July 25, 2013 |
Every film fan has seen Tod Browning's classic 1931 vampire opera "Dracula," starring Bela Lugosi as the dread count, but not everyone knows that when the English-speaking cast went home for the night, Spanish-speaking actors took over the set and made a version in that language for export to Latin America. It's at least the equal of the Browning version, some say even spookier, and those who check it out on Tuesday at 7:30 p.m. at Cinefamily (611 N. Fairfax Ave.) will be in for another great treat.
December 7, 2012 |
When Genndy Tartakovsky came aboard to direct "Hotel Transylvania," the computer-animated 3-D comedy about Dracula operating a resort for monsters, he brought something unique to the table: a decidedly old-fashioned aesthetic. Tartakovsky comes from a traditional 2-D animation background, having created the Cartoon Network shows "Dexter's Laboratory" and "Samurai Jack," and the Moscow-born director is an avowed film of the zany, cartoonish sensibility of animators like Chuck Jones and Tex Avery (both of whom worked on "Looney Tunes," among others)
May 13, 2013 |
NBC will be bringing "Dracula" to audiences Friday nights in the fall. Today the network put the official preview of the show online, just in advance of the Upfronts, the multi-network previews for media writers and television critics. "Dracula" has a number of things going for it, including actor Jonathan Rhys Meyers, a director from "The Tudors" and producers from "Downton Abbey. " There are fancy costumes, dramatic lighting and, if the trailer is any measure, a very gothy atmosphere.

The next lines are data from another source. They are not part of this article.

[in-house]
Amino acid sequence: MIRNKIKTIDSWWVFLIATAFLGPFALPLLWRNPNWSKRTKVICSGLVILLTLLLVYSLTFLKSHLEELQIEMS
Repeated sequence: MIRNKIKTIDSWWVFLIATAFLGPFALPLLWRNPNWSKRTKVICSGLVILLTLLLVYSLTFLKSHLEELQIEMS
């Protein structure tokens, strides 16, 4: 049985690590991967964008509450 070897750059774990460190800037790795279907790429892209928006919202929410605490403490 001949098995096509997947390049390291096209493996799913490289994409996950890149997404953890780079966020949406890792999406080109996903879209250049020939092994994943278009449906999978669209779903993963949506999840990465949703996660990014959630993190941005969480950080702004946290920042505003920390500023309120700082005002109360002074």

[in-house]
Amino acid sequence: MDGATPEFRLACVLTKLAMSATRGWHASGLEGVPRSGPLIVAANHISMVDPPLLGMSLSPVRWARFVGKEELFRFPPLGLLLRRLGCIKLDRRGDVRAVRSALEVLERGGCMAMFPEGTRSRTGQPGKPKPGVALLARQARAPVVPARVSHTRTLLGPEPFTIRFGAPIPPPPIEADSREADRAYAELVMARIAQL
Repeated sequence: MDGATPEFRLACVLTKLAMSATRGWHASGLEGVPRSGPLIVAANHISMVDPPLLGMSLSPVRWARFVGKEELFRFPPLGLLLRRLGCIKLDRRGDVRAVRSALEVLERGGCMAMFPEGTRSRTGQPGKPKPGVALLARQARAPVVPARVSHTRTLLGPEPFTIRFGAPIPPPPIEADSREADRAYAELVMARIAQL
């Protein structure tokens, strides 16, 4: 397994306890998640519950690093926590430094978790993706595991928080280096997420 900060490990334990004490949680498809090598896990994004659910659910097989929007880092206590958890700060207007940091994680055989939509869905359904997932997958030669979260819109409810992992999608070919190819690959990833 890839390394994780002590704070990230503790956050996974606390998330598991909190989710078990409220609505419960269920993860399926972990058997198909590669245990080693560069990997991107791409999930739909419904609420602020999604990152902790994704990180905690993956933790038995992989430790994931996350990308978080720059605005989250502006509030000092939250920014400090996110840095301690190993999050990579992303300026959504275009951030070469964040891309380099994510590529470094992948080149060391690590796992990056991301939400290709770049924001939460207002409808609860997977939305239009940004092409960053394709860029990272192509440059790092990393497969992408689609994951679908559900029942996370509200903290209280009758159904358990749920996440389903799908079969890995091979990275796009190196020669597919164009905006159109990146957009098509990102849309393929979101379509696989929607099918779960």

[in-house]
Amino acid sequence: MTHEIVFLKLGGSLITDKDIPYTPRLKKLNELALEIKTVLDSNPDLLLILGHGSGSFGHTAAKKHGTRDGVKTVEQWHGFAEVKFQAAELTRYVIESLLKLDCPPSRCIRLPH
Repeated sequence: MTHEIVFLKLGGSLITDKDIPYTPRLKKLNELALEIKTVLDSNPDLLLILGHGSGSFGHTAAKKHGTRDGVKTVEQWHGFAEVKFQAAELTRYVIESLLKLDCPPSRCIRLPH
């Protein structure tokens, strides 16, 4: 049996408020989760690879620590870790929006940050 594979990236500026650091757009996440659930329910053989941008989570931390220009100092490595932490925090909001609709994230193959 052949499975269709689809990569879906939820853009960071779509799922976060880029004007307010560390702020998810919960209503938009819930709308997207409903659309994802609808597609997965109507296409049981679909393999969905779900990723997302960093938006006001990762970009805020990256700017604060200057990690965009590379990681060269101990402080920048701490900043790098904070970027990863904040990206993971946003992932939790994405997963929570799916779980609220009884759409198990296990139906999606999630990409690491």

November 21, 1992
I want to make some comments regarding Kenneth Turan's review, " 'Dracula': Letting the Blood Flow" (Nov. 13): First, I resent any movie reviewer who foists preconceived notions on a film. It seemed inevitable that Turan would dislike the film, what with worries about the purity of Francis Ford Coppola's motives in making "Dracula"--"What he wanted was the kind of hit that would enable him to get financing for one of those close-to-the-heart films"--and an obvious disgust for its cast.
September 23, 2012 |
When Mary Shelley wrote "Frankenstein" in 1816, she could not have conceived of the cultural landmark it would become. The novel still throws a long shadow across the popular imagination almost two centuries later. Boris Karloff's performance as the monster in Universal's 1931 film has become iconic, and his is merely one among dozens of adaptations and revisions to come: movies, plays, novels, comic books, even breakfast cereals (remember Franken Berry?). Which brings us to Dave Zeltserman's "Monster" (Overlook: 224 pp., $23.95)
October 25, 2009 |
Dracula The Un-Dead Dacre Stoker and Ian Holt Dutton: 424 pp., $26.95 The ending of Bram Stoker's "Dracula" (1897) has long troubled readers. Professor Abraham Van Helsing, the Dutch expert on the supernatural, repeatedly admonishes his band of hunters that to kill the vampire-king, they must "cut off his head and burn his heart or drive a stake through it." Furthermore, he warns, when the sun sets, Dracula has the power to transform himself into "elemental dust." With that in mind, what occurs after an extended chase from England to Dracula's castle in Transylvania is puzzling: As the sun sets, Jonathan Harker and Quincey Morris attack Dracula with steel knives, one "shear[ing]